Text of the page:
Nonfiction training: Looking for a few good libraries.
I must see it.

Graphic Novels: The challenge, part 1.

If you'll remember, a while back Beth challenged me (in the comments) to read ten graphic novels this summer. Because I have a deep, deep antipathy to being told what to do (ask my parents, siblings, spouse, and former employers), I bristled at the "ten" part of the challenge, but I did compromise and say I would read ONE GN, of Beth's choice. She was a good sport and made some suggestions--and they were good suggestions. So good that I read TWO whole graphic novels, and am still trying to track down the third. So today, part one of the graphic novel challenge.

Mercury The first of Beth's picks that I read was a small YA graphic novel titled Mercury, by Hope Larson. It's very much YA material; the protagonist is a teen girl (two teen girls, actually, as the story pivots back and forth in time between a current-day story and an historical one) experiencing some family issues, first love, and even a bit of witchcraft (or, more accurately, cases of "second sight") thrown in.

The modern story centers on Tara, a girl staying with her aunt and uncle and cousin in a fictional town in Nova Scotia, after her and her mother's home has burned down (and her mother is working a job on the other side of Canada). The historical story follows events in the life of Tara's ancestor, a girl named Josey, whose life is turned upside down when a gold prospector arrives at her family's farm to look for gold on their property, and eventually enters into a mining partnership with her father. Different events are causing upheaval in each girl's world: Tara is about to go back to high school after being homeschooled for several years, and Josey finds herself falling in love with the mysterious gold prospector.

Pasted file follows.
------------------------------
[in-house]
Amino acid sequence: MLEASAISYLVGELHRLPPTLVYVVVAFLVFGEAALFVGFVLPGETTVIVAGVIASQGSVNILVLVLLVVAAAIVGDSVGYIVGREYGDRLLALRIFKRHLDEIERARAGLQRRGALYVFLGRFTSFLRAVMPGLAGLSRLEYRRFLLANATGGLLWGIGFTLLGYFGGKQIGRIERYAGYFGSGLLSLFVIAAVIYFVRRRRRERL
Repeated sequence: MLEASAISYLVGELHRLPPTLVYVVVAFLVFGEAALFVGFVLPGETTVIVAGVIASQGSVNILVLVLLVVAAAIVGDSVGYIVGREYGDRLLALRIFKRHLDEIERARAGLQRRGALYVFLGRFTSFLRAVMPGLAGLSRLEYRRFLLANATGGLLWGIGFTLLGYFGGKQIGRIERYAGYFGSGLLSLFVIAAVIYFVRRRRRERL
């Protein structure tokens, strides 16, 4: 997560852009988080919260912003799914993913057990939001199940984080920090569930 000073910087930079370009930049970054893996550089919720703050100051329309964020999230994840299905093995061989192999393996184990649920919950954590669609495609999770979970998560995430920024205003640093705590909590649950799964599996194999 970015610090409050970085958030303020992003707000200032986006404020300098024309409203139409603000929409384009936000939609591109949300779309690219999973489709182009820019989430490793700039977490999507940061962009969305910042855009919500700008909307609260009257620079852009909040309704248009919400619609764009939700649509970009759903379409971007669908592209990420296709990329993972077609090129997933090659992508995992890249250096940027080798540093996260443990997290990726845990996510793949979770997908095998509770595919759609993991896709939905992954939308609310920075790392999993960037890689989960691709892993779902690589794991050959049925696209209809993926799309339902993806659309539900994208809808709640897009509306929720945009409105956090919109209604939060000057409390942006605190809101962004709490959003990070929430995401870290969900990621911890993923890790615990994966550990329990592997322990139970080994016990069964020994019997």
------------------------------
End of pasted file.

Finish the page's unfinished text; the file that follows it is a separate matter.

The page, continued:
So what happens? Well, the copy on the back cover takes it from there: "As Josey's story plunges into tragedy, Tara's emerges with the promise of gold." Because it's a YA novel, and a graphic novel at that, if you're so inclined, you'll be able to read the whole thing in not much longer time than it will take you to read this review, so that's all I'm going to say about the story. But as for the experience of reading the graphic novel:

I liked it. I did. It was a fast read; one of my favorite things about graphic novels is that it usually takes me all of a half-hour to read all but the longest ones. And I liked certain conventions of the art--about halfway through the book I noticed the page background on the historical story was black and on the modern story it was white, which was a nice touch (and I was dense not to notice it sooner). But...I didn't love it. The art was basic cartoon, simple but nothing special. Ditto with the story--interesting but not fascinating, and when I finished it, I had too many questions to feel satisfied. (Mr. CR read it too, and we concurred in our opinion that the book and story ended too abruptly.)

Part of the problem, I thought maybe, was that I am unused to reading fiction. After Mr. CR finished the book and I asked him my several questions, he finally opined, "I think you're supposed to fill in some of the story yourself." Oh man, I thought. I have become such a slave to nonfiction that I need everything spelled out for me in fiction too. That's no good! So I worried about that until, a week later, I read Anita Brookner's novel The Debut, and I didn't have any questions about that at all. (I mean, I had questions, but not the "am I missing something here" type questions...) So, ironically, in this graphic novel, spelled out in both pictures and text, I felt unsatisfied.

But all in all, for a YA graphic novel? Not bad.